Prince William tackles mental health taboo at Davos gathering
DAVOS, Switzerland (Reuters) – Prince William revealed on Wednesday that “not one celebrity” had originally wanted to join a mental health campaign he started in 2016 with his wife Kate and brother Harry.
“We went out to a lot of people and nobody, before we started, was interested in being a part of ‘Heads Together’ – because it was mental health,” he said, speaking on a panel at the World Economic Forum in the Swiss resort of Davos.
William, who is second in line to the British throne, also opened up about his experiences of dealing with trauma during his daily work in the air ambulance, which he retired from two years ago.
Remembering a particularly affecting incident, he said: “I know if I hadn’t taken the action I did then, I would have definitely gone down a slippery slope and I would have been dealing with mental illness on a different level.”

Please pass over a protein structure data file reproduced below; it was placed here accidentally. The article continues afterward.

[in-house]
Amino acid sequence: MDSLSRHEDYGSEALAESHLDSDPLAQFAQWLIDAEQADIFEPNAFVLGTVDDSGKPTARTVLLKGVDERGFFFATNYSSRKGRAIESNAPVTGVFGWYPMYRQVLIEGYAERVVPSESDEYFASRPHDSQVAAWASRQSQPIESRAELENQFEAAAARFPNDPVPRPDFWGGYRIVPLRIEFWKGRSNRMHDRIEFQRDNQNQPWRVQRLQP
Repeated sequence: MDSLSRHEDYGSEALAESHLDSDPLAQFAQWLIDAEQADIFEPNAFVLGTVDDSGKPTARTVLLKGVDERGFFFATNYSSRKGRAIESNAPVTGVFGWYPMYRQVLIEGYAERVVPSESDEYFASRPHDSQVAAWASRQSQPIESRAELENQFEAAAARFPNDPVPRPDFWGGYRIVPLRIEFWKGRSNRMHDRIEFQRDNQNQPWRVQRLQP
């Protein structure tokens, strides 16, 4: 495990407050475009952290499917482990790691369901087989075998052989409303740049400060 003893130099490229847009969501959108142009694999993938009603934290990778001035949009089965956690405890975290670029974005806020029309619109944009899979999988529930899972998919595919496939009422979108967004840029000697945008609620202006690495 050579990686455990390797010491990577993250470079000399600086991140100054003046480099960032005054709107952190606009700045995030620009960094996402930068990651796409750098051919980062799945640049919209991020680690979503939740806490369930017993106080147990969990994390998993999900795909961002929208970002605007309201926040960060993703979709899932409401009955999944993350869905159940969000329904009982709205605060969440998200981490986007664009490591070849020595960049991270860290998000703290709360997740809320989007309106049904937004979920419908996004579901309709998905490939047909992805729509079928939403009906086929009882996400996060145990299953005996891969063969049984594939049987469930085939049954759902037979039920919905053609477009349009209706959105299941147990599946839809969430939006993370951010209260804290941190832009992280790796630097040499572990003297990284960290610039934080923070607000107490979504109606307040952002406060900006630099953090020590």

His fellow panelist, New Zealand’s Prime Minister Jacinda Ardern, praised the prince for speaking out about mental health issues.
Ardern, at 38 the world’s youngest female head of government, has said she will introduce New Zealand’s first ‘well-being budget’ to gauge how policy impacts the quality of people’s lives.
“I think unfortunately one of the sad facts for New Zealand is that everyone knows someone who has taken their own life. We’re a small country, less than 5 million people, but last year more than 600 people committed suicide,” she said.
“I’ve lost friends and I wouldn’t have to look far in my cabinet to find others who have as well,” Ardern added.
William, who has previously warned British men of the dangers of keeping a traditional “stiff upper lip” at times of stress, said he thought his country’s difficulties with expressing emotions came from a wartime generation who passed on a tendency not to talk about problems.
Asked what he thought leaders should do to tackle mental health issues, William told the Davos crowd: “I think more leaders need to talk about it.”
(Editing by Gareth Jones)